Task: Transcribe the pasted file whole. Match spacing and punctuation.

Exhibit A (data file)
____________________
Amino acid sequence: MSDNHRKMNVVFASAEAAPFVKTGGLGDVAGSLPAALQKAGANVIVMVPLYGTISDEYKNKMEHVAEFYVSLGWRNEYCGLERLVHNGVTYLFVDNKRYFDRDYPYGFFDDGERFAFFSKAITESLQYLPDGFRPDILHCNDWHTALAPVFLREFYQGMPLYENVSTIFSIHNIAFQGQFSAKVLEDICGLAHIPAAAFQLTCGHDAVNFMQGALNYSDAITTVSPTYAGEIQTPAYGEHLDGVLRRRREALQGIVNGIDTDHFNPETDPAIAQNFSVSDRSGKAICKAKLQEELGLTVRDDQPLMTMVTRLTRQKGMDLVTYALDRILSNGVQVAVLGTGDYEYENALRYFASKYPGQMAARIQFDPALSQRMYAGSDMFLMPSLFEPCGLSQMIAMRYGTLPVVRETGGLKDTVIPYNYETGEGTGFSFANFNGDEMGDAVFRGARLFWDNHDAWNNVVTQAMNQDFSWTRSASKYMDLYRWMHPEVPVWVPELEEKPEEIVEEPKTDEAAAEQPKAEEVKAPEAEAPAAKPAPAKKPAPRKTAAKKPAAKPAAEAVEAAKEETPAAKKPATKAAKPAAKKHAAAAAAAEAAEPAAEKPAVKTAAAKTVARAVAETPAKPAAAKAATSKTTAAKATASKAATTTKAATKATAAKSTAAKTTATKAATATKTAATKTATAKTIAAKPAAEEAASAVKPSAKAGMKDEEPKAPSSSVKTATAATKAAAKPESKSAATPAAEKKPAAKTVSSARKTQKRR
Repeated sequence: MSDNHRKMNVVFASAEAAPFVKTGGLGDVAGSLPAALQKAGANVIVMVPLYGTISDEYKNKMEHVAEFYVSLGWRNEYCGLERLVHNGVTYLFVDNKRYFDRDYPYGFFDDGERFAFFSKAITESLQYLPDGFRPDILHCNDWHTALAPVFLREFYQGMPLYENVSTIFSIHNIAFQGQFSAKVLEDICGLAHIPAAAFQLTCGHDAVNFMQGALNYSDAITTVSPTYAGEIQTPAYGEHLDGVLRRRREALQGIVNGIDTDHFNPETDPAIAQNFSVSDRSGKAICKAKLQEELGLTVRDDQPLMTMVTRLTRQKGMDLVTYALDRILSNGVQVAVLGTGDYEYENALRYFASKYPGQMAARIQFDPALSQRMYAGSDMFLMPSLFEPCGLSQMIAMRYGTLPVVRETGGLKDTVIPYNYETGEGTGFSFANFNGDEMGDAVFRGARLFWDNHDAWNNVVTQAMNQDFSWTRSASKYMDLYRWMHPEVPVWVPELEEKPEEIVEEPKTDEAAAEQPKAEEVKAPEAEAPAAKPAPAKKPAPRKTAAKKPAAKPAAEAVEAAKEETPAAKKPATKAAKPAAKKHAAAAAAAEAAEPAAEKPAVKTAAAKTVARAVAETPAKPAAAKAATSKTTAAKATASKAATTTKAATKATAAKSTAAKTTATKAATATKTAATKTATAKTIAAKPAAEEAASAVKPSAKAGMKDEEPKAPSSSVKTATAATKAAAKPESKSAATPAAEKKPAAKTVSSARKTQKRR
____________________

Amino acid sequence: MSDNHRKMNVVFASAEAAPFVKTGGLGDVAGSLPAALQKAGANVIVMVPLYGTISDEYKNKMEHVAEFYVSLGWRNEYCGLERLVHNGVTYLFVDNKRYFDRDYPYGFFDDGERFAFFSKAITESLQYLPDGFRPDILHCNDWHTALAPVFLREFYQGMPLYENVSTIFSIHNIAFQGQFSAKVLEDICGLAHIPAAAFQLTCGHDAVNFMQGALNYSDAITTVSPTYAGEIQTPAYGEHLDGVLRRRREALQGIVNGIDTDHFNPETDPAIAQNFSVSDRSGKAICKAKLQEELGLTVRDDQPLMTMVTRLTRQKGMDLVTYALDRILSNGVQVAVLGTGDYEYENALRYFASKYPGQMAARIQFDPALSQRMYAGSDMFLMPSLFEPCGLSQMIAMRYGTLPVVRETGGLKDTVIPYNYETGEGTGFSFANFNGDEMGDAVFRGARLFWDNHDAWNNVVTQAMNQDFSWTRSASKYMDLYRWMHPEVPVWVPELEEKPEEIVEEPKTDEAAAEQPKAEEVKAPEAEAPAAKPAPAKKPAPRKTAAKKPAAKPAAEAVEAAKEETPAAKKPATKAAKPAAKKHAAAAAAAEAAEPAAEKPAVKTAAAKTVARAVAETPAKPAAAKAATSKTTAAKATASKAATTTKAATKATAAKSTAAKTTATKAATATKTAATKTATAKTIAAKPAAEEAASAVKPSAKAGMKDEEPKAPSSSVKTATAATKAAAKPESKSAATPAAEKKPAAKTVSSARKTQKRR
Repeated sequence: MSDNHRKMNVVFASAEAAPFVKTGGLGDVAGSLPAALQKAGANVIVMVPLYGTISDEYKNKMEHVAEFYVSLGWRNEYCGLERLVHNGVTYLFVDNKRYFDRDYPYGFFDDGERFAFFSKAITESLQYLPDGFRPDILHCNDWHTALAPVFLREFYQGMPLYENVSTIFSIHNIAFQGQFSAKVLEDICGLAHIPAAAFQLTCGHDAVNFMQGALNYSDAITTVSPTYAGEIQTPAYGEHLDGVLRRRREALQGIVNGIDTDHFNPETDPAIAQNFSVSDRSGKAICKAKLQEELGLTVRDDQPLMTMVTRLTRQKGMDLVTYALDRILSNGVQVAVLGTGDYEYENALRYFASKYPGQMAARIQFDPALSQRMYAGSDMFLMPSLFEPCGLSQMIAMRYGTLPVVRETGGLKDTVIPYNYETGEGTGFSFANFNGDEMGDAVFRGARLFWDNHDAWNNVVTQAMNQDFSWTRSASKYMDLYRWMHPEVPVWVPELEEKPEEIVEEPKTDEAAAEQPKAEEVKAPEAEAPAAKPAPAKKPAPRKTAAKKPAAKPAAEAVEAAKEETPAAKKPATKAAKPAAKKHAAAAAAAEAAEPAAEKPAVKTAAAKTVARAVAETPAKPAAAKAATSKTTAAKATASKAATTTKAATKATAAKSTAAKTTATKAATATKTAATKTATAKTIAAKPAAEEAASAVKPSAKAGMKDEEPKAPSSSVKTATAATKAAAKPESKSAATPAAEKKPAAKTVSSARKTQKRR